https://doi.org/10.1371/journal.pone.0069063.g007

Discussion

In the present work we show that after sensorimotor cortex stimulation, the evoked C–fiber spinal field potentianls are inhibited. Although the inhibition of nociceptive neuronal responses mediated by sensory and motor cortices has been previously reported in animal models [4], [5], [6], this paper describes for the first time the possible mechanisms mediating the corticospinal modulation of synaptic dorsal horn responses elicited by slow conducting primary afferents. In order to determine if the sensorimotor cortex modulates the C–fiber neuronal responses at a presynaptic level, we first analyzed the effects of cortical stimulation on PTP as well as on the PPR of C–fiber EFPs. We show that cortical stimulation prevents generation of the PTP and increases the PPR of C–fiber EFPs. These results suggest that the cortical stimulation decreases the probability of neurotransmitter release from slow-conducting afferents [28]. Also, we used Wall's method [30] to analyze whether this effect is due to a change in the excitability of terminal arborizations, and hence a PAD of nociceptive afferents. Using this method we assessed if slow conducting antidromic potentials in the SU cutaneous nerve are modulated by cortical stimulation. We found that sensorimotor cortex activation increases the excitability of nociceptive afferents with a time course similar to that of the DRPs produced by cortex stimulation, suggesting that the EFP inhibition mediated by sensorimotor cortex stimulation is due to a presynaptic control of slow conduction afferents.

In agreement with our results, previous studies have demonstrated that long-latency (80–150 ms) potentials evoked by sural [32] and sciatic [34] nerve electrical stimulation with maximal negativity in the superficial laminae (200–400 µm below the spinal cord surface) are generated by monosynaptic activation of C afferents. Because the second order synapses in the dorsal horn drives a heterogeneous population of neurons [35], some of them excitatory and others inhibitory, a polysynaptic pathway would not be linear. However, there is a direct relationship between the magnitudes of intraspinal field potentials in lamina II and C-fiber nerve volleys. This finding strongly suggests that these intraspinal field potentials are generated by the synapses between the C afferent fibers and the second–order neurons. In contrast, a non–linear relationship was found between the intraspinal field potentials recorded deep in lamina V and C-fiber nerve volleys, indicating a polysynaptic C-fiber input to lamina V neurons [32]. Here, we only analyzed the intraspinal evoked potentials recorded at depths between 300 and 400 µm, corresponding to lamina II [6]. Our data suggest that the intraspinal components recorded are generated monosynaptically.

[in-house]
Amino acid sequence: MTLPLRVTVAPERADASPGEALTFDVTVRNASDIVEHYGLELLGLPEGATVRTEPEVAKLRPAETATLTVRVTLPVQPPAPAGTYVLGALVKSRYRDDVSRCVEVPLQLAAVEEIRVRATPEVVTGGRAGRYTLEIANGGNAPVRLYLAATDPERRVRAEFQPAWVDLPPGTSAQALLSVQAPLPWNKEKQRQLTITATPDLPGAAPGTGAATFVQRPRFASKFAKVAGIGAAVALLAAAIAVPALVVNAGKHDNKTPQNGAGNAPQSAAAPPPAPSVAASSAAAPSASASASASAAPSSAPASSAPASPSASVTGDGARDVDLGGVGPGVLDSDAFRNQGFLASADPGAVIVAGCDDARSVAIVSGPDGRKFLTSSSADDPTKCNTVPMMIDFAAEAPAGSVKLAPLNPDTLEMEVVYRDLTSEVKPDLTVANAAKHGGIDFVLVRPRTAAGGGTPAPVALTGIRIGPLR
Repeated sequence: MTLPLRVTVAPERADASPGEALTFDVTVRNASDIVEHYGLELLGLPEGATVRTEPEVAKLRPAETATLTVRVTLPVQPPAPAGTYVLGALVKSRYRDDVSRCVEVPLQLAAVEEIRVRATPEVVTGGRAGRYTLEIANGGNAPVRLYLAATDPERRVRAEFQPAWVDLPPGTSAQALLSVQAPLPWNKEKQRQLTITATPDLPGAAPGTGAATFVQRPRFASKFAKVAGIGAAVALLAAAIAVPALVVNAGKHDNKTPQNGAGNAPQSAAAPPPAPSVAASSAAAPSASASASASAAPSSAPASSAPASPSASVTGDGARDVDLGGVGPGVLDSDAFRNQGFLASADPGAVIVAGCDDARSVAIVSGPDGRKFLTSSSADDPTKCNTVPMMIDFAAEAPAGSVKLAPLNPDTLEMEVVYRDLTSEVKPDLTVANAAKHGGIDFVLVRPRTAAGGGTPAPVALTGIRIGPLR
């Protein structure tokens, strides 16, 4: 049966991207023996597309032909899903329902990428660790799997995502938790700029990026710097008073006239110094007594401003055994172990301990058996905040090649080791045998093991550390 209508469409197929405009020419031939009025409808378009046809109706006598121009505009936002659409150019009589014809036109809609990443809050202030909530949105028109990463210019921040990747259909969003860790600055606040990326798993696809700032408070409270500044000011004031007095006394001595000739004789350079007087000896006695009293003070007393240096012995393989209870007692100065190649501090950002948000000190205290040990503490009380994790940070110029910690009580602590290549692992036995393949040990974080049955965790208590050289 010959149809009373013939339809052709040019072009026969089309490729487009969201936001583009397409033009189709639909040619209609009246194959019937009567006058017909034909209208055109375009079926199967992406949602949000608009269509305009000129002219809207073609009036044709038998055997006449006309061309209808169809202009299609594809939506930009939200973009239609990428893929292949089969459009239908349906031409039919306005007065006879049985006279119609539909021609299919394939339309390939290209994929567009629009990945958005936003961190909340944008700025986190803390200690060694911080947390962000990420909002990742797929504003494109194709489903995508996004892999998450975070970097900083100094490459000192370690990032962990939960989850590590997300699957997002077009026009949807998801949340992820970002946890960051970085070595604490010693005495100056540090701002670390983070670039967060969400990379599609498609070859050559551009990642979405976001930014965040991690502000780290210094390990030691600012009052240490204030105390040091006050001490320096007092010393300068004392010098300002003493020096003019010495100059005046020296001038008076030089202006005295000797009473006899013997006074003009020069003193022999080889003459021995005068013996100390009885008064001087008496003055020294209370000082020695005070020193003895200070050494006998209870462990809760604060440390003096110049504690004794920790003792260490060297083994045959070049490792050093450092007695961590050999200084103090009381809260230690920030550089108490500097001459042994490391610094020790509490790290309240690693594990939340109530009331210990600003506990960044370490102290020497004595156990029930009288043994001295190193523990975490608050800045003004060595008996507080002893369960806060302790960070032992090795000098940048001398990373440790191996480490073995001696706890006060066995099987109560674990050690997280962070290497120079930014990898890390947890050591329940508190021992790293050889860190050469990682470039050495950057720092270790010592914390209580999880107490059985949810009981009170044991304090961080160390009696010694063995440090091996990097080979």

PTP is a short–term form of plasticity that is reflected in an increase of synaptic transmission produced by a presynaptic stimulation train. This phenomenon is accompanied by an increased probability of release that may result from increased calcium entry into presynaptic terminals [36]. This implies that PTP is principally due to a change in the neurotransmitter-release machinery itself [28], [29]. Despite the fact that PTP is generally thought to be entirely presynaptic, a postsynaptic component has also been suggested [37]. PTP in the spinal cord has been explored in synapses between low–threshold primary afferents and spinal cord neurons [38], [39]. Here we analyzed PTP responses mediated by slow-conducting afferents. In particular, the synapses between C–fibers and second order neurons are plastic and exhibit NMDA receptors dependent long term potentiation. To determine whether postsynaptic NMDA receptors contribute to the PTP seen here, we tested the effect of the NMDA receptor antagonist CPP. We found that CPP did not affect PTP produced by a 100-ms stimulation train, suggesting that postsynaptic mechanisms are not involved in this particular potentiation.

The time course of PTP depends on the stimulation train duration and stimulus frequency [29]. Here, we observed that after a 100–ms high frequency stimulation train, there is an increase of synaptic nociceptive responses that lasts for 20 min. Interestingly, we found that cortical stimulation suppressed the augmentation of nociceptive responses produced after a high-frequency stimulation. Moreover, the duration of PTP produced by a longer stimulation train (250 ms), was reduced. Diverse mechanisms could explain how cortical stimulation abolishes PTP of C-fiber EFPs. However, since PTP is principally due to a change in the presynaptic machinery for neurotransmitter release, we can presume that somatosensory cortex inhibits neurotransmitter release from primary C afferents because of a GABAA PAD and presynaptic inhibition. If so, the same effects should be obtained producing PAD by other means, for example by stimulating other cutaneous afferents or other supraspinal structures.